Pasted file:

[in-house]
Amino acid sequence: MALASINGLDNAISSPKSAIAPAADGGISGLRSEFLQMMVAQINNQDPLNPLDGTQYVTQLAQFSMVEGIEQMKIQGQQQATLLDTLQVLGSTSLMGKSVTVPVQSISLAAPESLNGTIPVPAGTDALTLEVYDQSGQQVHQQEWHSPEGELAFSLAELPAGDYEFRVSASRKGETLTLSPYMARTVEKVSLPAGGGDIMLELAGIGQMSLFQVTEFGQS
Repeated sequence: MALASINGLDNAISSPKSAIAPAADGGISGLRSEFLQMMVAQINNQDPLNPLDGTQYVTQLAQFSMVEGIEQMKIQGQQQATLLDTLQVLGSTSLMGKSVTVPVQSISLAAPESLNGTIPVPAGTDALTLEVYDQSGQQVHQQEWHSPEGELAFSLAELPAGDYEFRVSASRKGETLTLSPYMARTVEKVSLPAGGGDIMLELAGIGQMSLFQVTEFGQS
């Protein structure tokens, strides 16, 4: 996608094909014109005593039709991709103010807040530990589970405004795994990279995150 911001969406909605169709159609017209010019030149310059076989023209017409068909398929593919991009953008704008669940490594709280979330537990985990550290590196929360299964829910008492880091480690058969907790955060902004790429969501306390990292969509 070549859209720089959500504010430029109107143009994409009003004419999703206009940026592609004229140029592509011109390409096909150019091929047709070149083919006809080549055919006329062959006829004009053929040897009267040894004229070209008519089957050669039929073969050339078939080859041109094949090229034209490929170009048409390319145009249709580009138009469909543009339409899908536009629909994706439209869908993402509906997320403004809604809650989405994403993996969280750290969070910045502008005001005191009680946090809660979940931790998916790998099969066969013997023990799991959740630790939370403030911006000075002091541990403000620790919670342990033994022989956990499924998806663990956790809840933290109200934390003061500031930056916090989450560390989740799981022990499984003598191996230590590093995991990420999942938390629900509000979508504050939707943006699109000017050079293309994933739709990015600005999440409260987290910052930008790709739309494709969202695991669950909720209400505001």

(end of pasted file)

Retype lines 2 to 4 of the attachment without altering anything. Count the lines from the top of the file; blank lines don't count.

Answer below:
Amino acid sequence: MALASINGLDNAISSPKSAIAPAADGGISGLRSEFLQMMVAQINNQDPLNPLDGTQYVTQLAQFSMVEGIEQMKIQGQQQATLLDTLQVLGSTSLMGKSVTVPVQSISLAAPESLNGTIPVPAGTDALTLEVYDQSGQQVHQQEWHSPEGELAFSLAELPAGDYEFRVSASRKGETLTLSPYMARTVEKVSLPAGGGDIMLELAGIGQMSLFQVTEFGQS
Repeated sequence: MALASINGLDNAISSPKSAIAPAADGGISGLRSEFLQMMVAQINNQDPLNPLDGTQYVTQLAQFSMVEGIEQMKIQGQQQATLLDTLQVLGSTSLMGKSVTVPVQSISLAAPESLNGTIPVPAGTDALTLEVYDQSGQQVHQQEWHSPEGELAFSLAELPAGDYEFRVSASRKGETLTLSPYMARTVEKVSLPAGGGDIMLELAGIGQMSLFQVTEFGQS
């Protein structure tokens, strides 16, 4: 996608094909014109005593039709991709103010807040530990589970405004795994990279995150 911001969406909605169709159609017209010019030149310059076989023209017409068909398929593919991009953008704008669940490594709280979330537990985990550290590196929360299964829910008492880091480690058969907790955060902004790429969501306390990292969509 070549859209720089959500504010430029109107143009994409009003004419999703206009940026592609004229140029592509011109390409096909150019091929047709070149083919006809080549055919006329062959006829004009053929040897009267040894004229070209008519089957050669039929073969050339078939080859041109094949090229034209490929170009048409390319145009249709580009138009469909543009339409899908536009629909994706439209869908993402509906997320403004809604809650989405994403993996969280750290969070910045502008005001005191009680946090809660979940931790998916790998099969066969013997023990799991959740630790939370403030911006000075002091541990403000620790919670342990033994022989956990499924998806663990956790809840933290109200934390003061500031930056916090989450560390989740799981022990499984003598191996230590590093995991990420999942938390629900509000979508504050939707943006699109000017050079293309994933739709990015600005999440409260987290910052930008790709739309494709969202695991669950909720209400505001």